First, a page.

“We only do three things. First, we build great software. Second, we take great care of our customers. And third, we tell the world about it. That’s it. Three things. Anything else is a distraction.”—Cameron Purdy (via Anthony Casalena)
“What’s missing from the article is that for every 10,000 goofy websites that get launched, one turns into a six-figure book deal and the other 9,999 fade away. If you want to build a goofy website, go for it. Just don’t expect to be the lucky squirrel.”—Seth Godin. Something to keep in mind with regard to websites and many other aspects of life.
“Companies committed to a culture of antidesign (also consultants like Jakob Nielsen) may occasionally succeed in the marketplace, but they do so in spite of their antidesign, not because of it. Of course we can’t prove that; we can’t run a controlled experiment, let alone 41 of them with distinct shades of blue. It is merely one of those things a visually literate person knows.”—Joe Clark (via DaringFireball)
“[W]hen it comes to actual goods and services—which hybrid automobile engine is best—the market is inevitably a better judge of quality than the government. But untrammeled markets, in which Ponzi products are traded back and forth, need to be policed and eliminated—and the government has an important, and necessarily intrusive, role in channeling us back toward a rock-solid foundation and away from the flim-flam that is choking us. That is where we stand now.”—Joe Klein via Andrew Sullivan.
“It is impossible to buy a toaster that has a one-in-five chance of bursting into flames and burning down your house. But it is possible to refinance your home with a mortgage that has the same one-in-five chance of putting your family out on the street — and the mortgage won’t even carry a disclosure of that fact.”—Elizabeth Warren is fast becoming my new favorite person. (via squashed)
“This is a picture I did not take of the most optimistic homeless man in America, spare changing at the Fox News-sponsored “Tea Party” in Atlanta on April 15th, rattling his empty cup as hundreds passed-by and grimaced at the sight of him approaching, trying to avoid meeting his smiling face, clenching their car keys and homemade signs about Taxes, about how the government is taking too much of their money, while a man stands in front of them with an empty cup and full smile, saying “there’s no good crowd or bad crowd — we’re all one, baby” while they hustle past as fast as they can, to catch a glimpse of their hero Sean Hannity, to stand shoulder-to-shoulder with hands over their hearts while singing God Bless America.”—Michael David Murphy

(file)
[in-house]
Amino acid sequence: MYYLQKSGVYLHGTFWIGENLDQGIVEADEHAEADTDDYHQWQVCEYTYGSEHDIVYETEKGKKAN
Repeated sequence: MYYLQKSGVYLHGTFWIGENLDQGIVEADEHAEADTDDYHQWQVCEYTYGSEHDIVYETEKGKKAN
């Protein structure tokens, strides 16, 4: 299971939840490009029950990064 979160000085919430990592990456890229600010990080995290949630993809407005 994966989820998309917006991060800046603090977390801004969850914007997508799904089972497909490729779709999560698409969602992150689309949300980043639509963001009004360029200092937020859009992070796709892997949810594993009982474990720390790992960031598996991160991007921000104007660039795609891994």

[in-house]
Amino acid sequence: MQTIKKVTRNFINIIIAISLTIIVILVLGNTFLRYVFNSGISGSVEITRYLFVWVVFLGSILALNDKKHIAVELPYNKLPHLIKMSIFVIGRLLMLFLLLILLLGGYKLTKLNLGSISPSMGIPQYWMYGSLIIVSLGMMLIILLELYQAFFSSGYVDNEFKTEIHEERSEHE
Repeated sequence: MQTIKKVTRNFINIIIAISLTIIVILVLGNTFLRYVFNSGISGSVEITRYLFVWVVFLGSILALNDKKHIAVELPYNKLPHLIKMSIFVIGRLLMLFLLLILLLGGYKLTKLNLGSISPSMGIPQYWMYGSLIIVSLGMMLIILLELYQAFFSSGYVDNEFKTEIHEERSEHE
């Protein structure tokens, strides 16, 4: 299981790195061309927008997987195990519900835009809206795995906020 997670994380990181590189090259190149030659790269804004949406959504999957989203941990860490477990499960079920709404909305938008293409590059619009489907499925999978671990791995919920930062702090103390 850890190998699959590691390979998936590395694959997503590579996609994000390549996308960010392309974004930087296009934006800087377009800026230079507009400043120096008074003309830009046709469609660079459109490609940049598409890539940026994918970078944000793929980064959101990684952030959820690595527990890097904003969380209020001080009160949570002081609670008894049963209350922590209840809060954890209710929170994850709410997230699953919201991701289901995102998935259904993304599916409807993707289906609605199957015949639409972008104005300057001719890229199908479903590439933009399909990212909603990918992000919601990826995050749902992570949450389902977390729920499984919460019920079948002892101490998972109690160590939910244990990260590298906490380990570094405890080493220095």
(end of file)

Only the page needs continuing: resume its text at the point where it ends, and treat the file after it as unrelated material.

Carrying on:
“If men learn this, it will implant forgetfulness in their souls; they will cease to exercise memory because they rely on that which is written, calling things to remembrance no longer from within themselves, but by means of external marks. What you have discovered is a recipe not for memory, but for reminder. And it is no true wisdom that you offer your disciples, but only its semblance, for by telling them of many things without teaching them you will make them seem to know much, while for the most part they know nothing, and as men filled, not with wisdom, but with the conceit of wisdom, they will be a burden to their fellows.”—
Every time NPR conducts a pledge drive, I get a bug up my butt. And you, gentle reader, are now subject to my rant.
Basically I have a problem with the current pledge drive system. I’m not against a publicly-funded institution asking for donations but I do think they might find a better way to go about it.
One thing that drives me crazy is the constant, nerver-ending prattle. Honestly, every time the local personalities interrupt to give their sales pitch, it sounds like they are giving it for the first time. The conversation goes nowhere, it’s awkward and I don’t want to listen. This is a professional radio station, there isn’t anyone in the building who can speak naturally and comfortably on air?
The issue above could be avoided by shortening the length of the interruptions. Perhaps 10+ minutes is too long a period of time to ask for donations and repeat the phone number ad nauseum. Might shorter but more frequent breaks work better?
This last idea is highly impractical (and I’ve written about it elsewhere) but I would love to have a system that allows me to continue to listen to uninterrupted NPR programming after I have made my donation. The donation (of any dollar amount) “unlocks” the full broadcast. This, of course would only be imposed during the set pledge drive seasons.
I love many NPR (and PRI and independent) radio programs. I want to support them. The current model just does not work for me. Pledge week is listen-to-CDs-during-my-commute week.